Monday, January 23, 2012

Compiling and loading in ClojureCLR

Wherein I document environment variables and other factors influencing compiling and loading files in ClojureCLR and how ClojureCLR differs from Clojure in this regard.

Compiler variables

During AOT-compilation, the following vars are consulted to control aspects of the compilation process:

Vardoc says
Specifies the directory where 'compile' will write out .class files. This directory must be in the classpath for 'compile' to work. Defaults to "classes"
While bound to true, compilations of +, -, *, inc, dec and the coercions will be done without overflow checks. Default: false.
When set to true, the compiler will emit warnings when reflection is needed to resolve Java method calls or field accesses. Defaults to false.

If you compile by invoking the compile function, such as from a REPL, you will have had a chance to set these vars to appropriate values. However, when compiling from the command line by running Clojure.Compile.exe, you do not have a chance to run Clojure code to initialize these vars. Instead, you can set environment variables to initialize these vars prior to compilation.

The same is true for Clojure. In fact, ClojureCLR and Clojure used the same environment variables for these variables until just recently. Starting with the 1.4.0-alpha5 release (already in the master branch), ClojureCLR has changed the environment variable names to be strict POSIX-compliant. This is due to problems with periods in environment variable names in Cygwin's bash -- see this thread for more information. Here are the names:

Clojure & older ClojureCLRnew in ClojureCLR

BTW, ClojureCLR defaults *compile-path* to ".".  "classes" didn't seem to make sense given that ClojureCLR creates assemblies.

Locating files

For identifying libraries for loading, Clojure relates the symbol naming the library to a Java package name and uses Java's mapping of package name to a classpath-relative path. For example, evaluating (compile 'a.b.c) causes Clojure to look for a file a/b/c.clj relative to some root listed on the classpath.  The result of the compilation will be a set of classfiles, written to classes/a/b/c.

ClojureCLR follows Clojure in mapping dotted symbol names to relative paths.  Not having classpaths, ClojureCLR instead uses the value of the environment variable CLOJURE_LOAD_PATH to supply roots for the file probes. In addition, it will look (first) in the current directory and directory of the entry assembly.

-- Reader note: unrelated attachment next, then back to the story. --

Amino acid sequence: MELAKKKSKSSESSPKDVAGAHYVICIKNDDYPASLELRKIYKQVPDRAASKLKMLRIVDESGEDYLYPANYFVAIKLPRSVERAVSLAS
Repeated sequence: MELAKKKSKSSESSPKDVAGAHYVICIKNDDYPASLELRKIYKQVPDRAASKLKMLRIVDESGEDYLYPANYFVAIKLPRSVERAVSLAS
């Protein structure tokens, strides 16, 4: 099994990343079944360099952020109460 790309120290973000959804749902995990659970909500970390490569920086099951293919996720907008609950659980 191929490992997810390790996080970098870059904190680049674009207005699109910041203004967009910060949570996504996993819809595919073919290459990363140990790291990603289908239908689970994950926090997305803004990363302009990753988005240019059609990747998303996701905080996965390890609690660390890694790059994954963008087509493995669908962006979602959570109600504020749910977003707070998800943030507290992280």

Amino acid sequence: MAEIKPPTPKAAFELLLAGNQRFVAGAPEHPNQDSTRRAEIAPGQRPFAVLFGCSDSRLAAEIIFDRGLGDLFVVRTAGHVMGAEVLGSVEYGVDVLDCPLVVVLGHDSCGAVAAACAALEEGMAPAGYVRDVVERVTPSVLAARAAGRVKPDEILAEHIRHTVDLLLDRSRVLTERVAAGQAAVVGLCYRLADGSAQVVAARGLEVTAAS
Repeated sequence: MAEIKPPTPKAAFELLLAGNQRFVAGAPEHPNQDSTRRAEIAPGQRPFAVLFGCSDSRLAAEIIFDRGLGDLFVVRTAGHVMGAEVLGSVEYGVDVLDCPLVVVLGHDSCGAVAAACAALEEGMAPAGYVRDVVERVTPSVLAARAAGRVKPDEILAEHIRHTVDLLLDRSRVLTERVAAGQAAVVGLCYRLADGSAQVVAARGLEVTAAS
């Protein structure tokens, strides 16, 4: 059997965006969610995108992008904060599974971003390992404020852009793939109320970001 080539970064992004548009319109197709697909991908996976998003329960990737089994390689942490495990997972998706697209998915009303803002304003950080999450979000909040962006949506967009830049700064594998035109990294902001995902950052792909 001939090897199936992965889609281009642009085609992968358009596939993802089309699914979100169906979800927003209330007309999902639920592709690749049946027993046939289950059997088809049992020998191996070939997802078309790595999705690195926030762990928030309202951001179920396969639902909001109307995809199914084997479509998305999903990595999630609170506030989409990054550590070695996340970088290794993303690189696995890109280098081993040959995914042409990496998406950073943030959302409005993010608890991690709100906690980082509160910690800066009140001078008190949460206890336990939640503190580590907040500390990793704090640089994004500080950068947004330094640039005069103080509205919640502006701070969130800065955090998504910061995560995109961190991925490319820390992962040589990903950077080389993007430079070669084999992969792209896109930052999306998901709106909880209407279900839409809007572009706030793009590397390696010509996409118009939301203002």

The same holds for load, use, require and other lib-loading functions.

Assembly output

The Clojure compiler outputs (many) class files.  The ClojureCLR compiler outputs (not as many) assemblies.  All classes resulting from (compile 'a.b.c) will go into an assembly named a.b.c.clj.dll located in *compile-path*.

When evaluating (load "a/b/c"),  ClojureCLR will look for both <AppDomain.CurrentDomain.BaseDirectory>\a.b.c.clj.dll and <any_load_path_root>\a\b\c.clj, and load the assembly if it exists and has a timestamp newer than the .clj file (if it exists).  At the moment the same set of roots (as named above) is used for assemblies and source code.  

AppDomain.CurrentDomain.BaseDirectory is used as the root for ClojureCLR assembly probes as that is also the CLR's root for resolving assembly references.  

Too many assemblies

Each file loaded during compilation will go into its own assembly.  I find this terribly inelegant.  The distribution for ClojureCLR itself needs Clojure.Main.exe, Clojure.Compile.exe, and the DLR support assemblies, of course, but also thirty-plus assemblies resulting from compiling the Clojure source that defines the initial environment. The pprint lib alone contributes eight assemblies.  They are not really independent.   Conceivably that code all could go into one assembly.  

I've not been able to think of a way to make this work.  I know that the eight files making up pprint are related.  They get compiled because the main pprint file loads each of them, and loading a file while compiling cause that file to be compiled also.  I could very easily write the compiler to output the code into the same assembly as the parent.  However, pprint could load support code that should not be part of its assembly, that should have its own assembly.  In fact, it does;  pprint loads clojure.walk.  It happens to do this with a :use clause in its ns form, but it doesn't have to.  Without a mechanism in Clojure that allows us to distinguish these uses of load, I'm afraid we're stuck with some inelegance.